This has been bothering me for a while, but to take a recent example, a question like What are the optimal std::memory_orders for this scenario of a coroutine waiting on an event? is about what std::memory_order should be used with the atomic load, store, and RMW operations. But despite this, the question got posted with the tag because is currently a synonym for .

It doesn't involve std::atomic_thread_fence, and if compiled for AArch64, won't need any barrier instructions instructions like dmb ish, just ordered loads and stores with std::memory_order_acquire and std::memory_order_release ordering. Even std::memory_order_seq_cst doesn't need separate barriers on AArch64, as ldar loads can't reorder with later stlr stores. Similarly for x86, if the pure loads and stores can all be weakened to acquire and release, so at most the RMWs are still seq_cst, then no separate barrier instructions are needed to implement the C++. (x86 does need a barrier to do a seq_cst store, or do them with xchg instead of mov+mfence).

And more importantly, whether a compiler needs to use any barrier instructions to implement the C++ semantics in the asm is just an implementation detail, quite separate from the correctness of the memory-order specified for operations. foo.load(std::memory_order_acquire) is not a memory barrier, it just has one-way ordering. If fences like std::atomic_thread_fence(acquire) were that weak, they wouldn't work. (Which is why they are in fact 2-way barriers).

When reasoning about correctness with different memory orders on your atomic operations in portable C++, you should be thinking in terms of operations, not in terms of how they compile to 2-way barriers on some ISAs like PowerPC or ARM before ARMv8. (Or if the argument is that "barrier" can describe the 1-way ordering of an atomic operation, then I don't like that confusing naming.)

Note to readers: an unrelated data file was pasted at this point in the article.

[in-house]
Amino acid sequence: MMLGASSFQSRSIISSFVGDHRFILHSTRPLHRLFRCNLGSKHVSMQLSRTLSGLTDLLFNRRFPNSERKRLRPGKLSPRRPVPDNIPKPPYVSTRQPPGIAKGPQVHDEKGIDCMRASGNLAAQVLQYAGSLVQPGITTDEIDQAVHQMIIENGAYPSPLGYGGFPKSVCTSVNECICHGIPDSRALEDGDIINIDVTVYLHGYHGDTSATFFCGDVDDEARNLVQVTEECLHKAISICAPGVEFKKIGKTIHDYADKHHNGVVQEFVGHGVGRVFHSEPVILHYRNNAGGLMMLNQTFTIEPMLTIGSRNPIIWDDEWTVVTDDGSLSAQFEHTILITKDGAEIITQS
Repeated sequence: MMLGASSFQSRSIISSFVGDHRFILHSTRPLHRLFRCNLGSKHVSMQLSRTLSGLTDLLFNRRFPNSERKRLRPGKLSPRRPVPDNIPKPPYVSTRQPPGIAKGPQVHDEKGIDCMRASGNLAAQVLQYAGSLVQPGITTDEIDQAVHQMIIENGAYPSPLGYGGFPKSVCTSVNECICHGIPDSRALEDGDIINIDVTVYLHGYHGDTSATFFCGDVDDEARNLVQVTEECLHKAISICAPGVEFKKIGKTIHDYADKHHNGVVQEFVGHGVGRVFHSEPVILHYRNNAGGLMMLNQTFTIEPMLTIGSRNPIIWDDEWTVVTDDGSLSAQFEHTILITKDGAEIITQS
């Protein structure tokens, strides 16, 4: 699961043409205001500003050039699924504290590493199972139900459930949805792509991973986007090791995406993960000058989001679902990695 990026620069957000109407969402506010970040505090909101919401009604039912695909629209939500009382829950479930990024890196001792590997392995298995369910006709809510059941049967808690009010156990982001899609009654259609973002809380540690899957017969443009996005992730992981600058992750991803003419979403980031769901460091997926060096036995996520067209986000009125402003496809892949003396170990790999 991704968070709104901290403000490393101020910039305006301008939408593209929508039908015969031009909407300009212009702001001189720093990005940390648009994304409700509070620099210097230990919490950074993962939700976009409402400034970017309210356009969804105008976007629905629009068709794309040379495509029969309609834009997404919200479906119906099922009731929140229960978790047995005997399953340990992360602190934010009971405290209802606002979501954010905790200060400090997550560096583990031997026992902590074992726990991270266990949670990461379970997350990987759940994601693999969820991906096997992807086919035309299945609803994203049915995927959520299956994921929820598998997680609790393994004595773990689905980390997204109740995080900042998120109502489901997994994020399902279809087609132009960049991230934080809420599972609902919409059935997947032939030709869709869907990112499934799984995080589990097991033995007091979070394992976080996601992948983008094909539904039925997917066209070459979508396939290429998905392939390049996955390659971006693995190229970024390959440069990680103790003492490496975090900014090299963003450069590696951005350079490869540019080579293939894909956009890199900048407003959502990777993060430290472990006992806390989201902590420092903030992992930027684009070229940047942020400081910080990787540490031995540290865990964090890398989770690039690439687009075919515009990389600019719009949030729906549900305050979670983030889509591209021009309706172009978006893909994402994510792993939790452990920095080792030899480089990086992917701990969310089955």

So perhaps we should un-synonymize (https://stackoverflow.com/tags/memory-barriers/synonyms) and from + .

Or better, reverse things so is the primary tag, i.e. make memory-barriers and memory-fences synonyms of memory-order.

Most of the time when I find myself adding one of those tags to a post, or see a new post with that tag, the right name is .

Using memory barriers/fences is one way to achieve ordering, so is the more general concept we're collecting together, currently under the tag name. I think the best end result would be to have all 4 of those tags still be synonyms, but of . (If that's easily possible.)

In case anyone's looking at similarly named tags:

  • is about a separate concept: a thread-synchronization building block where threads that call barrier(foo) sleep until all threads have called barrier(foo), then they all wake up. This is unrelated to memory ordering and fences.

  • should maybe be a synonym of [tag:memory_order] or deleted. The default is std::memory_order_seq_cst, so any weaker order requires an explicit memory_order parameter. And almost any question about what std::memory_order to use is at least considering the possibility of using weaker orders.

    OTOH, the tag also includes things like language memory model rules, and some like Java don't allow memory orders weaker than sequential consistency. So use of that tag doesn't imply that it's about weaker orders. But I still think we don't need a tag about "relaxed" atomics. It only has 27 questions, 1 rust the rest c++. It can mean std::memory_order_relaxed (no ordering wrt. operations on other objects) or depending on who's using it, can mean any order weaker than seq_cst.

  • - For questions on memory ordering models at the programming language level (above the ISA or machine language level). This is about what the rules are for memory ordering, atomicity, thread-safety, and so on. Fairly related, but perhaps worthy of being a separate tag. questions about memory-ordering rules often use this tag, but there are plenty of questions without language-lawyer.